Since overexpression of the drug efflux pump-encoding genes is one of the predominant mechanisms responsible for conferring a drug resistance phenotype on C. albicans, we first hypothesized that the observed changes in drug susceptibility due to iron deprivation could be the result of reduced drug efflux. However, when we used various efflux pump null mutants, viz., Δcdr1, Δcdr1 Δcdr2, and Δcdr1 Δcdr2 Δcamdr1 Δflu1, and compared their sensitivities to FLC under IPM and ISM conditions, none of the mutants showed any further increase in sensitivity to FLC (Fig. 4A and B). This implies that the synergism between antifungals and iron starvation is not directly related to the activity of the efflux pump proteins. The issue that iron levels exert their influence on drug susceptibilities of Candida cells by an independent mechanism was finally settled when we observed that the efflux of the fluorescent substrate R6G mediated by the Cdr1p and Cdr2p efflux proteins remained the same, irrespective of the iron levels in Candida cells.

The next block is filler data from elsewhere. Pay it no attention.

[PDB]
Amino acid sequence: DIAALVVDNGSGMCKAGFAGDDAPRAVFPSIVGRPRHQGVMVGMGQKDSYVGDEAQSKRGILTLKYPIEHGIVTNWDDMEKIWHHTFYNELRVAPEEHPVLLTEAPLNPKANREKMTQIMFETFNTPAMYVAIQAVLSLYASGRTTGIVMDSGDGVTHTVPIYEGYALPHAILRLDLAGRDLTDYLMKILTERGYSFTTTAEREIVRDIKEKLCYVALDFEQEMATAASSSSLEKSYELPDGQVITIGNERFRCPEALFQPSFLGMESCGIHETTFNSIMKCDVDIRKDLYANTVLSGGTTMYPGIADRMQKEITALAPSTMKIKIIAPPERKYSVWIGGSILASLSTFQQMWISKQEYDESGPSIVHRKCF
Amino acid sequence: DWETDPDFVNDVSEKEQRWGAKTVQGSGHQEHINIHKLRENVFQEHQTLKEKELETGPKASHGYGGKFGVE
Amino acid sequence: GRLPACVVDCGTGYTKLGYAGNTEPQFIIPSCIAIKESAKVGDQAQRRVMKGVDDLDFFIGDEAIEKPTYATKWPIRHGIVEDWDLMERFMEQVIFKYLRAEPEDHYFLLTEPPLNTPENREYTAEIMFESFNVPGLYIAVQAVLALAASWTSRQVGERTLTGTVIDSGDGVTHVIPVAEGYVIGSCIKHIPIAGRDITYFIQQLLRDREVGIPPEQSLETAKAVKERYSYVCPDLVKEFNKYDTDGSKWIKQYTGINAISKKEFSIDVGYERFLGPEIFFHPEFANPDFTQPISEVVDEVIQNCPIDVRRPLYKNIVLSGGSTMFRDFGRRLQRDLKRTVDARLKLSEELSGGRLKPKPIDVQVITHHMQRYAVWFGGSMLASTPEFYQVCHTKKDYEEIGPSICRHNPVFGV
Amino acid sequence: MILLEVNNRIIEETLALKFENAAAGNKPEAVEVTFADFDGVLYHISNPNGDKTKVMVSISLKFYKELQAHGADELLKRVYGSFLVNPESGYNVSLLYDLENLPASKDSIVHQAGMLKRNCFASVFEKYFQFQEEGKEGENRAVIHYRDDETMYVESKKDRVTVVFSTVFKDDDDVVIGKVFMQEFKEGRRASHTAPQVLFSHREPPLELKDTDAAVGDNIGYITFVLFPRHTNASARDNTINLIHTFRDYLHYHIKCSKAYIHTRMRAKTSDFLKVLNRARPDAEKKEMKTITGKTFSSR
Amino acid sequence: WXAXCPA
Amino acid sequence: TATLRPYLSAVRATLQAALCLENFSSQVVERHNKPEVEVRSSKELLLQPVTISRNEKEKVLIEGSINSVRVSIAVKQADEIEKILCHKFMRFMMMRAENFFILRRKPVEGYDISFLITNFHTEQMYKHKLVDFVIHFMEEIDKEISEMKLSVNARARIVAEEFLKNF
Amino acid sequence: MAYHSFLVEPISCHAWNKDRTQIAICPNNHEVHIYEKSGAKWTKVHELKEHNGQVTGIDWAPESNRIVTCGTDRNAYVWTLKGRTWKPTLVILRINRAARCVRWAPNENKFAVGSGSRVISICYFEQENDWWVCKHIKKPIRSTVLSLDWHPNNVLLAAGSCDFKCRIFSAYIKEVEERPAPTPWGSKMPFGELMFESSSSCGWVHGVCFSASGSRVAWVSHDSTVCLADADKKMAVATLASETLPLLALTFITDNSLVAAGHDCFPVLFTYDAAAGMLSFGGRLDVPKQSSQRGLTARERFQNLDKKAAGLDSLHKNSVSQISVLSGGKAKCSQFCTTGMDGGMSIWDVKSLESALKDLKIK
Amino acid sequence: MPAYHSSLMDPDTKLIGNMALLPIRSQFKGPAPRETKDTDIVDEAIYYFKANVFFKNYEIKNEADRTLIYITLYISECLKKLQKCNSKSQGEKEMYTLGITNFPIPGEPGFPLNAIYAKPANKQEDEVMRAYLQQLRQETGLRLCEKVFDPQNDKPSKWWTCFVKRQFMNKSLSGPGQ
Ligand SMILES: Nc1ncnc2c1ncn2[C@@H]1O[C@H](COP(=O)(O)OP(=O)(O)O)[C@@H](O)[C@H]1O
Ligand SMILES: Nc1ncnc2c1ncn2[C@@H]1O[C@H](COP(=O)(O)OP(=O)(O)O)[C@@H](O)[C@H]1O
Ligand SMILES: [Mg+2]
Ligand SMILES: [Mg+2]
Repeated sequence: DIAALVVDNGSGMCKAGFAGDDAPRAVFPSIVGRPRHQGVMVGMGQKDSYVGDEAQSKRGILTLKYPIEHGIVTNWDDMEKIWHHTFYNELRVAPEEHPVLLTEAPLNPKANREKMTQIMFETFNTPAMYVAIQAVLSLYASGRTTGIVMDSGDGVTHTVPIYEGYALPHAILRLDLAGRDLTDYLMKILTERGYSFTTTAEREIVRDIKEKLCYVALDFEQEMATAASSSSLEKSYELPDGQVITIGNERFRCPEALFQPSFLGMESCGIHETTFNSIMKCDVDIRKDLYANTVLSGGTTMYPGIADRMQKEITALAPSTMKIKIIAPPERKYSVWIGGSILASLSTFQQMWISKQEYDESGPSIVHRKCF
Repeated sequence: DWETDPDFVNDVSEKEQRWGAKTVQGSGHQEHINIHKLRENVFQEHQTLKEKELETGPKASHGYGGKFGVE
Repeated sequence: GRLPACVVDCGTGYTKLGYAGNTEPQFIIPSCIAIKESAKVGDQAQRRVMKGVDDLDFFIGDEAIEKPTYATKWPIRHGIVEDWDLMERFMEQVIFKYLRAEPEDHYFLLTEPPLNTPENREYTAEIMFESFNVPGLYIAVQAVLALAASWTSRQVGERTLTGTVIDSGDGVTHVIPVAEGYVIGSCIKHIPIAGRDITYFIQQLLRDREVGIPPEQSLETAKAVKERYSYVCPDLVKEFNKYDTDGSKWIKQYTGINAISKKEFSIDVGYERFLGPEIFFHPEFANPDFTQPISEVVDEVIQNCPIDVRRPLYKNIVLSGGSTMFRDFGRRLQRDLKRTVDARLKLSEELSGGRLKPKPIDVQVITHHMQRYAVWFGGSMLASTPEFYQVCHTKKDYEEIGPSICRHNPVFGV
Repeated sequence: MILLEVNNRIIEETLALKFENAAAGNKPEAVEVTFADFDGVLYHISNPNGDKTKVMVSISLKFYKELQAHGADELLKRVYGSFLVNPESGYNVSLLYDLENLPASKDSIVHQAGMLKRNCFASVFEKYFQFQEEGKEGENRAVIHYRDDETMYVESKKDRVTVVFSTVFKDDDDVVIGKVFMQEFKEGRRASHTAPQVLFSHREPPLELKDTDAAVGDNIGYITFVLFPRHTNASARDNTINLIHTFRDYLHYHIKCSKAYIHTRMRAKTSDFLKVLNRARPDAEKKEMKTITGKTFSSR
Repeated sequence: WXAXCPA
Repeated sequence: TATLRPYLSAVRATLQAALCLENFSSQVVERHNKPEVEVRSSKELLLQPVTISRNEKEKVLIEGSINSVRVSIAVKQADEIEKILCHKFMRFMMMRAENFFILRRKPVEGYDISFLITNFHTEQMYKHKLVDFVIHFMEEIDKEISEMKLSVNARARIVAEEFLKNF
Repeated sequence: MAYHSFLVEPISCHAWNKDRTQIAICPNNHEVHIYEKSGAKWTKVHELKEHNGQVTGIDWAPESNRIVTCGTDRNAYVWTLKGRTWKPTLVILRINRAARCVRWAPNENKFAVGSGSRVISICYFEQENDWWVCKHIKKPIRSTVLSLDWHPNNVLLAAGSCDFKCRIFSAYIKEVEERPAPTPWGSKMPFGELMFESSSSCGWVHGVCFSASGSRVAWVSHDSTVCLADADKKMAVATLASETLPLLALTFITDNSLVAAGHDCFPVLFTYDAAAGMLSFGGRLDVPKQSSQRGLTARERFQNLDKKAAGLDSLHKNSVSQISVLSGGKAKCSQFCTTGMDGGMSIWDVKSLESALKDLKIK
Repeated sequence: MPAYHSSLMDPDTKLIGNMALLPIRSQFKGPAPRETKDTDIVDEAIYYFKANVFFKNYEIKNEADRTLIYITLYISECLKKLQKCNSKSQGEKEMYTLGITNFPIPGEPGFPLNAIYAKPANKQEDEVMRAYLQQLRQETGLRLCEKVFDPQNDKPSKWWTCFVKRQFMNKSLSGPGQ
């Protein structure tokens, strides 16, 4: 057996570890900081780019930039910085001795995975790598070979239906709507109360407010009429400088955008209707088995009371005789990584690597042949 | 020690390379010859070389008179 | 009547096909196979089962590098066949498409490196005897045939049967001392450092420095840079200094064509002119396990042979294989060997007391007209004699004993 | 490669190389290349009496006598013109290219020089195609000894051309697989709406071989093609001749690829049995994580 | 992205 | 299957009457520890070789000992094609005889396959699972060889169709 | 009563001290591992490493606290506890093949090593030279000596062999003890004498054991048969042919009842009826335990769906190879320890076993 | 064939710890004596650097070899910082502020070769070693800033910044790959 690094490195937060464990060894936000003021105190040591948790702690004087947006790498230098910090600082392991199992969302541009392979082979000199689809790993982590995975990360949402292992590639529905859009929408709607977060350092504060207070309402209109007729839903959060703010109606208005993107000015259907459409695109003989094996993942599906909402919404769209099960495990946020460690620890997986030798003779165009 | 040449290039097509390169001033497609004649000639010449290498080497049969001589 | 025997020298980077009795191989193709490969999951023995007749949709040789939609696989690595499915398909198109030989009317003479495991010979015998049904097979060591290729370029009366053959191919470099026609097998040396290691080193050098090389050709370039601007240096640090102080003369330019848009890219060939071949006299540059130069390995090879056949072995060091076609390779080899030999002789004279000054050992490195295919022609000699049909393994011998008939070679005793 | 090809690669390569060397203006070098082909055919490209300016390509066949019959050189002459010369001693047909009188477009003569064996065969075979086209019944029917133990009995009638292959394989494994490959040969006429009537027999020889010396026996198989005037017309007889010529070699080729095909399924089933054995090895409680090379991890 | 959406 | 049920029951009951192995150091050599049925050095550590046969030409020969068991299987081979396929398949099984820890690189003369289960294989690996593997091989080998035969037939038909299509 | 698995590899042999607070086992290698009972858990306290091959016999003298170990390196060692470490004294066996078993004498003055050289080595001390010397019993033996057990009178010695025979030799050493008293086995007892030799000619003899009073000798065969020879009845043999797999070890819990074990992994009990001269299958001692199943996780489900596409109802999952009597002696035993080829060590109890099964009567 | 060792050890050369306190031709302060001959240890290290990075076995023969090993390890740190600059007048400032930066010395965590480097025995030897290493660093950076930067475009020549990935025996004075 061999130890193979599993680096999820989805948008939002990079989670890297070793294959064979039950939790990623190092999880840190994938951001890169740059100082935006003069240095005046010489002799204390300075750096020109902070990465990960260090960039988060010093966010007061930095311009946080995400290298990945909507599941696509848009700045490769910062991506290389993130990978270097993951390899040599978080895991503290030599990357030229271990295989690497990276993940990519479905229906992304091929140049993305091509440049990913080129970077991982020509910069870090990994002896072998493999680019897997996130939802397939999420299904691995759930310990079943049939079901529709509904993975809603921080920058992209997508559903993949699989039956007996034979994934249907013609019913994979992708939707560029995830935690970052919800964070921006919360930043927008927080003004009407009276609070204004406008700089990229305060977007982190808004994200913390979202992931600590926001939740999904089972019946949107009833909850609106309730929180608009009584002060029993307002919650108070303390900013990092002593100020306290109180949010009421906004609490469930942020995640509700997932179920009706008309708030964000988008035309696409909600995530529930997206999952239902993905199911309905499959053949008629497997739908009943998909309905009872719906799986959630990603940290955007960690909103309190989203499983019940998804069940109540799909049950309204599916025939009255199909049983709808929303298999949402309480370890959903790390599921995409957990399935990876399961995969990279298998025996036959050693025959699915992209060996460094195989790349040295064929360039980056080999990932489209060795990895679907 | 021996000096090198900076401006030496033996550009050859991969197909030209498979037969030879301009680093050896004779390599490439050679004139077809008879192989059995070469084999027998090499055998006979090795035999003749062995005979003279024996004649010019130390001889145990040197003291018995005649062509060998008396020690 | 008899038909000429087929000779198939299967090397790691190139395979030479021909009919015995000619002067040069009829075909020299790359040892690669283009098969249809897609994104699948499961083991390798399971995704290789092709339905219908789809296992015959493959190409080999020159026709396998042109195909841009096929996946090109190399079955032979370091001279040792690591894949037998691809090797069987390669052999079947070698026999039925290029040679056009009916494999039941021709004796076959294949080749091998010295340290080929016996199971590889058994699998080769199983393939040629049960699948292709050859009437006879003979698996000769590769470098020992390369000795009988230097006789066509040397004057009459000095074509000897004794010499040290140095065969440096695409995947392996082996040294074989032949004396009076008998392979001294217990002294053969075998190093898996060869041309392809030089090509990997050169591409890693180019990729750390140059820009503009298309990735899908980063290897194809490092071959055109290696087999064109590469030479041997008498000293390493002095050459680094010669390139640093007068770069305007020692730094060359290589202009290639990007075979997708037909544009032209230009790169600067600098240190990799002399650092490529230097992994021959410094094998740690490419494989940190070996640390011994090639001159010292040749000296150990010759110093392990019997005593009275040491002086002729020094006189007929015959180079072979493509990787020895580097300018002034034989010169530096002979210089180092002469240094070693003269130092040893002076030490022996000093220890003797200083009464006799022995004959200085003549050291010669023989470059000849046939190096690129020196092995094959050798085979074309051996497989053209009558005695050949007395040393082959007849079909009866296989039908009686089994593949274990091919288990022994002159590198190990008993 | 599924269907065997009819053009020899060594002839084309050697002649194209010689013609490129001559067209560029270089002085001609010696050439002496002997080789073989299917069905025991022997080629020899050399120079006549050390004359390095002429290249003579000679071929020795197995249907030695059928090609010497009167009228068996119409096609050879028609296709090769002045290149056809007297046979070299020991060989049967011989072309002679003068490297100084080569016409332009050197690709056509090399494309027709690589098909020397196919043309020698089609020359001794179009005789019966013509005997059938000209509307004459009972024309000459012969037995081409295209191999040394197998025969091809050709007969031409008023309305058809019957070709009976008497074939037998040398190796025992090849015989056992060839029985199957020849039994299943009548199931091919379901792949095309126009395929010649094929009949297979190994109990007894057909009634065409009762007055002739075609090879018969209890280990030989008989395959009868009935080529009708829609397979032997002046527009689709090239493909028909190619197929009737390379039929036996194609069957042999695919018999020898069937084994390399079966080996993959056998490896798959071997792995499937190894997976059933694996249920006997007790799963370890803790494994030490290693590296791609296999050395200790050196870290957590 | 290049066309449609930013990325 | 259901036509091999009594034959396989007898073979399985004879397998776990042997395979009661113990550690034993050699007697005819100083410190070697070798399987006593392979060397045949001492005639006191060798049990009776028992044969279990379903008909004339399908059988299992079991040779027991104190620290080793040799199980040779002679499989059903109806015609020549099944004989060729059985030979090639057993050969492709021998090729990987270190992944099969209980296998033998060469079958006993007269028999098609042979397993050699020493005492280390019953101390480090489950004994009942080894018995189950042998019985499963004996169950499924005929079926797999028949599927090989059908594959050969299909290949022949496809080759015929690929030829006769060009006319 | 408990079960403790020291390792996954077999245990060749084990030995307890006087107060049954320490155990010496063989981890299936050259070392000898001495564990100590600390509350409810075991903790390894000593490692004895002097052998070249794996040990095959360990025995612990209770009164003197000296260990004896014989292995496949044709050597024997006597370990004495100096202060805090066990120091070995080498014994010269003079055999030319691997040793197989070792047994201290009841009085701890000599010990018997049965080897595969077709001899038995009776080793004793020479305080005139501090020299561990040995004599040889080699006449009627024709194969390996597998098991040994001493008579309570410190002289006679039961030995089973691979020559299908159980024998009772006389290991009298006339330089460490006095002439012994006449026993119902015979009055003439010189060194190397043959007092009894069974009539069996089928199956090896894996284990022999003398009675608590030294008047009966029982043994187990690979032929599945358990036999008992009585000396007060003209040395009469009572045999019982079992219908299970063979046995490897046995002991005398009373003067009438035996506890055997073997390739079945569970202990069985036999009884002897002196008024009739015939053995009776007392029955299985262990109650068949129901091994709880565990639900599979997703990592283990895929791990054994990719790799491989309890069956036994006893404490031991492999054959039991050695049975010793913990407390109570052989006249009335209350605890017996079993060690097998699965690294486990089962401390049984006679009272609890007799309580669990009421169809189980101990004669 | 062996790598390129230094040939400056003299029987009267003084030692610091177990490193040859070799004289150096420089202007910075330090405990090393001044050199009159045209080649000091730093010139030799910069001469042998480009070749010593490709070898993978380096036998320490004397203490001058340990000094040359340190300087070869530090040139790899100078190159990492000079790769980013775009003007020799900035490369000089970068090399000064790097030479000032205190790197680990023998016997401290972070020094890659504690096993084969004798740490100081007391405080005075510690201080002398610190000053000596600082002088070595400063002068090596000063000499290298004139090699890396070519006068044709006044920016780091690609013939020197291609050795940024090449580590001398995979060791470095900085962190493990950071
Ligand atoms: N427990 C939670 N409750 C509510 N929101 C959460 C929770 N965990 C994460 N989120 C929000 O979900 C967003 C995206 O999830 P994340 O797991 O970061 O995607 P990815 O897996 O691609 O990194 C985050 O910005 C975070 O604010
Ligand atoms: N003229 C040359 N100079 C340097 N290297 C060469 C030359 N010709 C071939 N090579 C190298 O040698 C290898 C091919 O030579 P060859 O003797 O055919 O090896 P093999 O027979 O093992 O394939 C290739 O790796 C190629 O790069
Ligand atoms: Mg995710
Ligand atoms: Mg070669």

A recent genome-wide study of gene expression as a function of alterations in environmental concentrations of iron revealed that a host of genes are highly expressed at low iron concentrations while several transcripts are up regulated under high-iron conditions (28). Among the iron-regulated genes, cytochrome (ERG11, ERG3) and fatty acid metabolism (OLE1) genes were also found to be affected by the iron status of cells. Since we observed the ergosterol content of cells in IPM to be lower than that of those grown under ISM conditions, we hypothesized that changes in ERG genes under iron deprivation conditions could affect ergosterol levels, which could explain the higher membrane fluidity and enhanced passive drug entry observed. We observed that ERG11 was considerably down regulated under iron-restricted conditions, while ERG3 showed the opposite effect under similar conditions. Interestingly, CAI4 cells grown in IPM showed a substantial reversible decrease in fluorescence anisotropy (p value [membrane order]), implying that iron deprivation indeed results in ergosterol-dependent membrane fluidization. It was further evident that iron deprivation fluidizes the membrane when the iron uptake mutants Δftr1, Δftr2, and Δftr1 Δftr2 and the intracellular copper transporter mutant Δccc2 showed inherently lower ergosterol content and enhanced membrane fluidity (data not shown). This increase in membrane fluidity directly results in increased passive diffusion of drugs and sensitization of Candida cells. The fact that CAI4 cells under iron deprivation, iron acquisition-defective mutant Δftr1, and intracellular copper transporter mutant Δccc2 showed increased R6G passive diffusion and ERG11 gene down regulation supports our conclusions.